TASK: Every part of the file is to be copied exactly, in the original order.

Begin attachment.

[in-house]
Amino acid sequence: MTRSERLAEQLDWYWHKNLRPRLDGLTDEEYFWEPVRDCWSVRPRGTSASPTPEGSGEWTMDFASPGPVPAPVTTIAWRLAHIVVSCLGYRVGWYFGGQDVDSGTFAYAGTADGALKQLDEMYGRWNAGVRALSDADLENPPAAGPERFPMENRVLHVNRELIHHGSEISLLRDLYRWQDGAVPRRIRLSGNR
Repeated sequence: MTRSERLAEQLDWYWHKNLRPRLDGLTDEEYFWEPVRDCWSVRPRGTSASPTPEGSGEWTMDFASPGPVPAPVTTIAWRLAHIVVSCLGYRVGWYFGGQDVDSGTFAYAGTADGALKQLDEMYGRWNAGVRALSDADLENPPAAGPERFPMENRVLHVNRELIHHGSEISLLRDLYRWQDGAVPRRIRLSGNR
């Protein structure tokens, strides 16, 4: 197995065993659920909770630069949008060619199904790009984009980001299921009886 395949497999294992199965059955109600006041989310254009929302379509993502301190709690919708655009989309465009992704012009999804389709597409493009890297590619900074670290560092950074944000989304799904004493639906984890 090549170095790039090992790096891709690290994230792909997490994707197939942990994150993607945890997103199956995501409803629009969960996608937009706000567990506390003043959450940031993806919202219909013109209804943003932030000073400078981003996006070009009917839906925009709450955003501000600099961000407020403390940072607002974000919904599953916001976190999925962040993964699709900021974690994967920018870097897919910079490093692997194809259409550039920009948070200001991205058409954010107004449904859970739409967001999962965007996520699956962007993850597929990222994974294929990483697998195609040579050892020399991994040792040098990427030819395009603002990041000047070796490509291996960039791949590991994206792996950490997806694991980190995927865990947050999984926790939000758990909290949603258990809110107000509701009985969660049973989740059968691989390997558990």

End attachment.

[in-house]
Amino acid sequence: MTRSERLAEQLDWYWHKNLRPRLDGLTDEEYFWEPVRDCWSVRPRGTSASPTPEGSGEWTMDFASPGPVPAPVTTIAWRLAHIVVSCLGYRVGWYFGGQDVDSGTFAYAGTADGALKQLDEMYGRWNAGVRALSDADLENPPAAGPERFPMENRVLHVNRELIHHGSEISLLRDLYRWQDGAVPRRIRLSGNR
Repeated sequence: MTRSERLAEQLDWYWHKNLRPRLDGLTDEEYFWEPVRDCWSVRPRGTSASPTPEGSGEWTMDFASPGPVPAPVTTIAWRLAHIVVSCLGYRVGWYFGGQDVDSGTFAYAGTADGALKQLDEMYGRWNAGVRALSDADLENPPAAGPERFPMENRVLHVNRELIHHGSEISLLRDLYRWQDGAVPRRIRLSGNR
């Protein structure tokens, strides 16, 4: 197995065993659920909770630069949008060619199904790009984009980001299921009886 395949497999294992199965059955109600006041989310254009929302379509993502301190709690919708655009989309465009992704012009999804389709597409493009890297590619900074670290560092950074944000989304799904004493639906984890 090549170095790039090992790096891709690290994230792909997490994707197939942990994150993607945890997103199956995501409803629009969960996608937009706000567990506390003043959450940031993806919202219909013109209804943003932030000073400078981003996006070009009917839906925009709450955003501000600099961000407020403390940072607002974000919904599953916001976190999925962040993964699709900021974690994967920018870097897919910079490093692997194809259409550039920009948070200001991205058409954010107004449904859970739409967001999962965007996520699956962007993850597929990222994974294929990483697998195609040579050892020399991994040792040098990427030819395009603002990041000047070796490509291996960039791949590991994206792996950490997806694991980190995927865990947050999984926790939000758990909290949603258990809110107000509701009985969660049973989740059968691989390997558990």